President Barack Obama told Chinese President Hu Jintao today that the U.S. public and businesses are growing “increasingly impatient and frustrated” with the pace of progress in relations between the two nations, a White House official said.
Obama “made it very clear” that the U.S. wants to see greater cooperation from China on trade, currency and protecting intellectual property rights, Michael Froman, White House deputy national security adviser, told reporters.
The U.S. president told Hu that in recent years there has been “more and more concern and frustration on the part of parts of the American business community about their treatment” in China, Froman said. “I think President Hu and his delegation heard the message.”
Economic issues dominated the talks between the two leaders today on the sidelines of the Asia-Pacific Economic Cooperation summit in Honolulu.
Obama, in remarks before heading into a meeting with Hu in Honolulu, said other nations in the Asia-Pacific region are looking to the world’s two largest economies to drive growth.
“We are both Pacific powers,” Obama said. “And I think many countries in the region look to a constructive relationship between the United States and China as a basis for continued growth and prosperity.”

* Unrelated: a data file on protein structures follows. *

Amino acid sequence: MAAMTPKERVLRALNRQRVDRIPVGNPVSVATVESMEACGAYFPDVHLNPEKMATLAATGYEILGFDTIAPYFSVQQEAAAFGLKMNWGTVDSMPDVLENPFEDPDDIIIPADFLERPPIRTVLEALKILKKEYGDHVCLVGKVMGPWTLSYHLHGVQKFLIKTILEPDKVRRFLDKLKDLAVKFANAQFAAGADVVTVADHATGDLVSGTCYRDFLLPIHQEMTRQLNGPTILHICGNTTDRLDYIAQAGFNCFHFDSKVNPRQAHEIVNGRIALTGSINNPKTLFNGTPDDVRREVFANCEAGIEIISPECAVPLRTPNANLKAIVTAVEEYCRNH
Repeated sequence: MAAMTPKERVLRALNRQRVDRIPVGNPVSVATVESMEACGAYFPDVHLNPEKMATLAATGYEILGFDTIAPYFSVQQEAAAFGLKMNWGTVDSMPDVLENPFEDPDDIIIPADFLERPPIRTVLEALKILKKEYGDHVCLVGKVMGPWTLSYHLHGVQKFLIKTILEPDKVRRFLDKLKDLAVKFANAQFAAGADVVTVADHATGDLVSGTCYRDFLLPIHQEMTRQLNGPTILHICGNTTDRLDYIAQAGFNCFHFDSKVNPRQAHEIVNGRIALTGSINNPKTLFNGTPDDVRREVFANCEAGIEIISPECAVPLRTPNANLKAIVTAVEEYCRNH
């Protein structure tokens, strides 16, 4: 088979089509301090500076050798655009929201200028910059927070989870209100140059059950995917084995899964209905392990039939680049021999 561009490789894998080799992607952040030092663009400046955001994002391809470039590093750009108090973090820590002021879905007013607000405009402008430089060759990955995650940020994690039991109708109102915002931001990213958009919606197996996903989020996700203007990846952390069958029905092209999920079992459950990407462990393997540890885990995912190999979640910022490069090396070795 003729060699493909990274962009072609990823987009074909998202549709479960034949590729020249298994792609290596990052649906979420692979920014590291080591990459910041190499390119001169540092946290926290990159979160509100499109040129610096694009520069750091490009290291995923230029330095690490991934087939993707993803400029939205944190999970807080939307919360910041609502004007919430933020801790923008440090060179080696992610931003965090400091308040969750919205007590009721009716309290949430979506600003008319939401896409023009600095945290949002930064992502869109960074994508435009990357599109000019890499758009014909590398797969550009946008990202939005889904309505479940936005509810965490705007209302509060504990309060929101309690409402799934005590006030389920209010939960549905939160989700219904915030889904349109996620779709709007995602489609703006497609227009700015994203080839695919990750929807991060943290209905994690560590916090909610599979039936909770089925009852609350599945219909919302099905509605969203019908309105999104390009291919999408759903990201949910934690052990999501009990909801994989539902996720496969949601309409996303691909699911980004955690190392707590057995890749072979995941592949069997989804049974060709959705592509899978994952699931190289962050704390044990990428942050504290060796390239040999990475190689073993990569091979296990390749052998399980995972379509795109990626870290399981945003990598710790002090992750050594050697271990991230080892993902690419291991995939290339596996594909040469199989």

Earlier in the day, at a forum with business executives, Obama said that the current valuation of the yuan puts U.S. businesses at a disadvantage and ultimately will hold back China’s growth. The U.S. “can’t be expected to stand by” without getting reciprocity with China on differences over currency, trade and protection of intellectual property, he said.
One of the biggest sources of friction is China’s currency valuation, which the U.S. said is being kept too low, driving up trade imbalances. The U.S. had a trade deficit last year of $273 billion with China.
China’s yuan dropped 0.05 percent this week to 6.3424 per dollar, snapping a two-week advance. Exports increased 15.9 percent in October from a year earlier, less than the 16.1 percent economists surveyed by Bloomberg forecast, data showed Nov. 10.
Lawmakers in the U.S. are pressing the Obama administration to take a stronger stand on China’s currency. The U.S. Senate approved a bill last month that would let manufacturers seek duties on Chinese imports if they prove they were harmed by manipulation of the yuan. It faces opposition in the Republican- controlled House, where Speaker John Boehner of Ohio has called the measure “dangerous” and said it “poses a very severe risk of a trade war.”
The legislation didn’t come up in the meeting between China an Hu, Froman said.
Ben Rhodes, another Obama adviser, said the concerns about China aren’t limited to the U.S.
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